Lemon Black Cherry Muffins

 muffins2More sweet cherry-lovin: a moist, lemony whole grain muffin with the pop! of fresh sweet black cherries.  My first thought on tasting these muffins was: WOW!  A literal taste explosion – this is not a cozy, down-home, Grandma’s apple pie kind of recipe.  This is WOW. A wake-up-your-taste-buds, can’t-believe-how-good-it-is, let-me-freeze-half-this-batch-right-now-before-I-eat-the-whole-thing kind of recipe.

These muffins are indulgent – what with the lemon zest, lemon juice and lemon extract, you might as well be munching on flatbreads and cherries, lounging under a shady tree in a lemon orchard whilst cool Mediterranean breezes soothe your muffin-baking-fevered brow.  But, short of traveling to Greece and trying to look up the Greek word for “cherries” in your little pocket Greek-English dictionary, you could bake these muffins.  It’s practically the same thing.

Adapted from Fresh-Lemon Muffins in Bread by Beth Hensperger


Lemon Black Cherry Muffins


  • 2 and 1/4 cups (10 and 1/8 oz) whole grain all-purpose flour (white winter wheat)
  • 1/2 cup turbinado sugar + extra for sprinkling
  • 1 and 1/2 tsp baking powder
  • 1/2 tsp baking soda
  • 1/2 tsp sea salt
  • Grated zest of 2 large lemons
  • 1/2 cup (4 oz or one stick) unsalted butter, melted
  • 2/3 cup fresh lemon juice (from 2 large lemons) OR lemon juice + cherry juice combination (see Methods)
  • 2 tsp lemon extract
  • 2 eggs
  • Scant 1 and 1/2 cups rinsed, stemmed sweet black cherries, to yield 1 cup pitted, coarsely chopped cherries + juice (chopped just before adding to the batter)


  1. Pre-heat oven to 400 degrees F.
  2. In a large bowl, combine flour, sugar, baking powder and soda, salt and lemon zest.
  3. In a medium bowl lightly beat eggs, butter, 1/3 cup of lemon juice and lemon extract.
  4. Lightly coat a muffin tin with canola oil spray or use paper muffin cups. 
  5. Grab your trusty cherry pitter. (What do you mean you haven’t bought one yet?  Have you not been paying attention?  Go out and get one right now – turn the oven off first.  I’ll wait.)  Pit and chop the cherries. Five or six pulses in the food processor works well for me.  cherrypittingIf your cherries are very ripe and juicy, you’ll yield lots of juice from the chopping; you can either add this to the wet ingredients, to incorporate a slightly pink hue and more cherry flavor to your muffins, or you can drain it off and enjoy in a glass of seltzer or champagne.  If you choose to use it in your muffins, drain the juice into a 1/3 cup measure; top up with lemon juice, or reserve any extra cherry juice. (I’ve made these with and without the cherry juice, and I like it best with; the cherry juice adds an extra pizazz to the flavor and nicely pink color). Add to the butter-egg-juice mixture and stir in.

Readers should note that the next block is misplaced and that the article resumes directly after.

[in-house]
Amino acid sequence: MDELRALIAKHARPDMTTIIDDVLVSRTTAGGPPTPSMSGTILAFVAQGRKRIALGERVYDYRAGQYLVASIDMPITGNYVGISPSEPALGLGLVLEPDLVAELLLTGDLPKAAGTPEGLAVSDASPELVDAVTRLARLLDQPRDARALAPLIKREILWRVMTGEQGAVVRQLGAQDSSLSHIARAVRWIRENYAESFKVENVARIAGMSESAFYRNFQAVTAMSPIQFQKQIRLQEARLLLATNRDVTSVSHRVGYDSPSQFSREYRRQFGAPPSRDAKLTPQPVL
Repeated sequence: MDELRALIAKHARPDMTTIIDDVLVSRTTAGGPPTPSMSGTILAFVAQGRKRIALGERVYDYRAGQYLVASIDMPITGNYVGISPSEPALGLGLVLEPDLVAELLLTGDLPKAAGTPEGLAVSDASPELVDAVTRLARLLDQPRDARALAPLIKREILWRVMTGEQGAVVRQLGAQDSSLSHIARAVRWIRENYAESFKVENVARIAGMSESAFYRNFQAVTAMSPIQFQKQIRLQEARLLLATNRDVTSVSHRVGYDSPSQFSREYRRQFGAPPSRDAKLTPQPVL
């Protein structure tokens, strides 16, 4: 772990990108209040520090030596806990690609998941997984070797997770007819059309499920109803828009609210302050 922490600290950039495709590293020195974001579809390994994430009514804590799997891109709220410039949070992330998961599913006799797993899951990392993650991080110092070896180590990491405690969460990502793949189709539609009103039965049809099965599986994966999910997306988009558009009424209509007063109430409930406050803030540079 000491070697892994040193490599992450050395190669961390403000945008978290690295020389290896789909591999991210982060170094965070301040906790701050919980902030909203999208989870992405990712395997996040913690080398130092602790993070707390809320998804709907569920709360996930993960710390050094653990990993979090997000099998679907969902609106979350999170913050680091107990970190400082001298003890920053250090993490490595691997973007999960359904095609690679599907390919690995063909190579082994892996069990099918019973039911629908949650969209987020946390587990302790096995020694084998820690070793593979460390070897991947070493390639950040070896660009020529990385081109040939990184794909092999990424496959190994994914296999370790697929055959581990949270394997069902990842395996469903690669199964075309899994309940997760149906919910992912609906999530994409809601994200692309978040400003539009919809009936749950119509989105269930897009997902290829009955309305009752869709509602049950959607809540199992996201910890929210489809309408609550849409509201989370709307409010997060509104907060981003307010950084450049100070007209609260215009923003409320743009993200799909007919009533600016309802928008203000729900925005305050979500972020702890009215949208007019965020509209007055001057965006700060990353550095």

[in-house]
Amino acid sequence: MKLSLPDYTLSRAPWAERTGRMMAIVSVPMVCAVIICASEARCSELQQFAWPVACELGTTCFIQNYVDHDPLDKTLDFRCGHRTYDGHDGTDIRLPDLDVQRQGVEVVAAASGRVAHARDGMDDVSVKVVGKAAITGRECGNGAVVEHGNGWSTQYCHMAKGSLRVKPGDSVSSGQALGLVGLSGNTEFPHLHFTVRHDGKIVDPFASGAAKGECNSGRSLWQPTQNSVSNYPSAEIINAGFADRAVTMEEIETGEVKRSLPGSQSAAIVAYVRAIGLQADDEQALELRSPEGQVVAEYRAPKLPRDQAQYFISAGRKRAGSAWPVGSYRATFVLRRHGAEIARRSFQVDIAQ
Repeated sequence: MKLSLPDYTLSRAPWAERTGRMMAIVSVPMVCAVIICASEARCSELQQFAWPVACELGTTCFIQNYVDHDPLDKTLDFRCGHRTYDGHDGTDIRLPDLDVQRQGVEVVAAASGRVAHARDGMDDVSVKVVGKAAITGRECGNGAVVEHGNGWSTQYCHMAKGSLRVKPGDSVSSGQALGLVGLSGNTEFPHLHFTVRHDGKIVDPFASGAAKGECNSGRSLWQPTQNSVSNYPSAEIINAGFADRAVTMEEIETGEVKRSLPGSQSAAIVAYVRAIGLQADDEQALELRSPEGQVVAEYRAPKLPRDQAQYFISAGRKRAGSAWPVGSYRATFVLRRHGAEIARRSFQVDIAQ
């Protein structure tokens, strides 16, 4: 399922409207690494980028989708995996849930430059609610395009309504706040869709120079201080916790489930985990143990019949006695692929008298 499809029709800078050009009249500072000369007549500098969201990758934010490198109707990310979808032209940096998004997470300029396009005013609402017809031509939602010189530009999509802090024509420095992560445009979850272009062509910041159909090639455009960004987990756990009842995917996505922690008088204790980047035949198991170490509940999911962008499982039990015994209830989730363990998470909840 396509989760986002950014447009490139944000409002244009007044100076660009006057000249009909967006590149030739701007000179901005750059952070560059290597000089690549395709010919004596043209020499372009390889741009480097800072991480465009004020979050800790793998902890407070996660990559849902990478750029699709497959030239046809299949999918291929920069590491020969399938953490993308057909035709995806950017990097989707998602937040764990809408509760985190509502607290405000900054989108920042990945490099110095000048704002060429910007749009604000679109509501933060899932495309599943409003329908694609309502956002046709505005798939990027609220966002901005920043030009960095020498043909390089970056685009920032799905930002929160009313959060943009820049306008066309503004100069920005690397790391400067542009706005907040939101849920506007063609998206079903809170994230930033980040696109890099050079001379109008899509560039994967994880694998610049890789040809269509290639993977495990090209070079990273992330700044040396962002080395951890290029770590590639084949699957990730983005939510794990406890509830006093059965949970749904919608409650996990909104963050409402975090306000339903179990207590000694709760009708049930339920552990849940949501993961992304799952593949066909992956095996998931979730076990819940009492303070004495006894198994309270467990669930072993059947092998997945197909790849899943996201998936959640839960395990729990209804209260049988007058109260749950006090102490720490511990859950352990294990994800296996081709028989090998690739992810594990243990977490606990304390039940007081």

6. Fold wet and dry ingredients together until just moistened (I like a plastic spatula for this); then add chopped cherries to batter.  Fold 2 or 3 more times to incorporate, then mound batter into muffin tins, filling to the top.  Sprinkle a bit of turbinado sugar on top of each muffin for added crunch.
  7. Bake at 400 degrees F for 20 to 25 minutes, or until the muffin edges are browned and the middles are springy to the touch.  Allow to cool in the pan for about 10 minutes, then remove to cool completely on wire racks.

Yields about 10 muffins.muffins


  1. The original recipe calls for 1 and 3/4 cups all purpose flour; as usual, Wild Hive flour does not absorb as much liquid, so I increased the flour in order to give the muffins structure and rise.  If you are using regular white flour (and if so, why? have I taught you nothing?), adjust the flour down to 1.75 cups.  King Arthur whole white wheat flour would be a good substitute here if you cannot find local flour; try it out with 2 cups to start, then add 2 tbsp of flour once or twice during the folding/combine stage if the batter does not seem stiff enough (it should resemble a really thick pancake batter, stiff enough to mound on a spoon, but not so dry that it takes dozens of passes with the spatula to incorporate all the flour).  Don’t overmix the batter though, or it will become stiff and the muffins will be dense instead of springy.
  2. The original recipe also called for a lemon glaze to be added when the muffins are just out of the oven, while cooling in the pan.  I think these muffins are so lemony that adding a lemon glaze is gilding the lily, but a cherry glaze seems like an interesting twist: using the reserved cherry juice from your chopped cherries, measure out 1/4 cup juice (or thereabouts), add an equal measure of sugar, and heat in a small saucepan until sugar is just dissolved (do not boil). Once muffins are out of the oven, pierce each muffin in a few places with a cake tester; pour warm glaze over the muffins.  Allow to absorb for 5-10 minutes while cooling in the pan, then remove muffins and cool completely.  This can also be done using lemon juice, if you simply cannot get enough lemony flavor!
  3. Any other fresh or frozen berry would work in this recipe as well; raspberries, blueberries, blackberries, etc.  Strawberries are a bit too watery for muffins, I find, but other than that, I would experiment.  If using frozen berries/cherries, allow to thaw completely, drain off juice, and either add it to the liquid ingredients or reserve for glaze or another use.


About 2 days at room temperature; store in a bowl or platter, covered by a clean kitchen towel.  Storing in plastic or an airtight container will cause the muffins to sweat, lose their crisp outsides, and spoil earlier.  Muffins, in general, freeze well for up to 3 months.


Cherries are in season in early summer, but this recipe can easily be made with frozen, thawed cherries, or indeed any fresh or frozen berry, so can be enjoyed year-round.

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